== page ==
The meal begins with a memorable amuse bouche of dinoydoy and poqui poqui— vegetable dishes presented in puréed form encased in crisp wafers. While the presentation is innovative and stunning, the flavors remain true to their Ilocano origins. The emblematic empanada is also reimagined with the wrapper puffed up like a kropek and topped with longganisa, runny quail egg, and cabbage petals over a creamy vinegar sauce.

Brothers Joey and Marco Viray of Joe’s Brew make the trip to Vigan every couple of weeks to check on the microbrewery
Goco applies a hack using apple juice, apple cider vinegar, and coffee rub to give this Angus beef brisket the authentic barbecue flavors of the American south

Goco is most proud of the “pinakbet,” which is presented deconstructed surrounding a fillet of seared local sea bass. His lomo-lomo, typically another peasant dish, is adorned with a slab of foie gras instead of liver to add a luxe reinterpretation.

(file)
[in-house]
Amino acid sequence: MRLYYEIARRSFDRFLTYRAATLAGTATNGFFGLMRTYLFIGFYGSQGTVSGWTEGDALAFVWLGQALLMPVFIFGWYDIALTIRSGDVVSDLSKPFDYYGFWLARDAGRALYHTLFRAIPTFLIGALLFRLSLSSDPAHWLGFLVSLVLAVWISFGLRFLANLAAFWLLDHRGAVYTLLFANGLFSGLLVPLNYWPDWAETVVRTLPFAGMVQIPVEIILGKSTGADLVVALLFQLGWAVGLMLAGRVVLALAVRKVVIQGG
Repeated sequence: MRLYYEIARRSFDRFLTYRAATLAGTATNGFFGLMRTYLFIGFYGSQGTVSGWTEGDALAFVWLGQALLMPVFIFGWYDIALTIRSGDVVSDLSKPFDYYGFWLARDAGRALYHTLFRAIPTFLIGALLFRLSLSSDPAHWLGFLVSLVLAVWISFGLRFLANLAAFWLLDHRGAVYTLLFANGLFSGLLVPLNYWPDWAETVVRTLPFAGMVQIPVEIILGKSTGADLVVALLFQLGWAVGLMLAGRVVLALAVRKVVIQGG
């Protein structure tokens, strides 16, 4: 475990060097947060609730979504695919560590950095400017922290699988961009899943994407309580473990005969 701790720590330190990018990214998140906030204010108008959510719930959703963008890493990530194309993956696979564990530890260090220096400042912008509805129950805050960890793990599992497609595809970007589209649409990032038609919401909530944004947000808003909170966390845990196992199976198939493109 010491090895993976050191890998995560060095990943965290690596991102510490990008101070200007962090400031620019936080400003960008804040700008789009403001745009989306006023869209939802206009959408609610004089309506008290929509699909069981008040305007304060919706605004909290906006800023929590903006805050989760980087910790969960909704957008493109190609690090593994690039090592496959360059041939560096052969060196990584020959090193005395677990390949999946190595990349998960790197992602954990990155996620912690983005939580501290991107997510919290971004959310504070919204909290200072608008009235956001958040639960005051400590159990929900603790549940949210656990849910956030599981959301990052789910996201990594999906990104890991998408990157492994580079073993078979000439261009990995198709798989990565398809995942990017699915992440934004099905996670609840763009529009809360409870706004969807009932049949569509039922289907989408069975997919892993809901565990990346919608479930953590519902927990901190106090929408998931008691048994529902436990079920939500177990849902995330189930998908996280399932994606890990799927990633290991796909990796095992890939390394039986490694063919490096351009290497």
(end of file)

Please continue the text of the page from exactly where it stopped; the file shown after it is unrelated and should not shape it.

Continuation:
“The foie is not there just for the sake of making the dish fancy,” Goco says. “I hate when people do that. The ingredient needs to be there because it adds something.”

“Filipinos just need to be more respectful of our food,” Goco says. “There’s an obsession with making food more affordable. ‘How do we make it cheaper?’ Lagi nalang ganun. Let’s focus more on making our food better.”

It’s not farfetched to say that Casa Lourdes has emerged in what was once a culture known for its frugality as a symbol of changing times, a movement towards a commitment to quality. The north is now ready to step into its rightful place in the local culinary scene with its very own dining destination, proudly showcasing Ilocano cuisine at its finest, side by side with global favorites.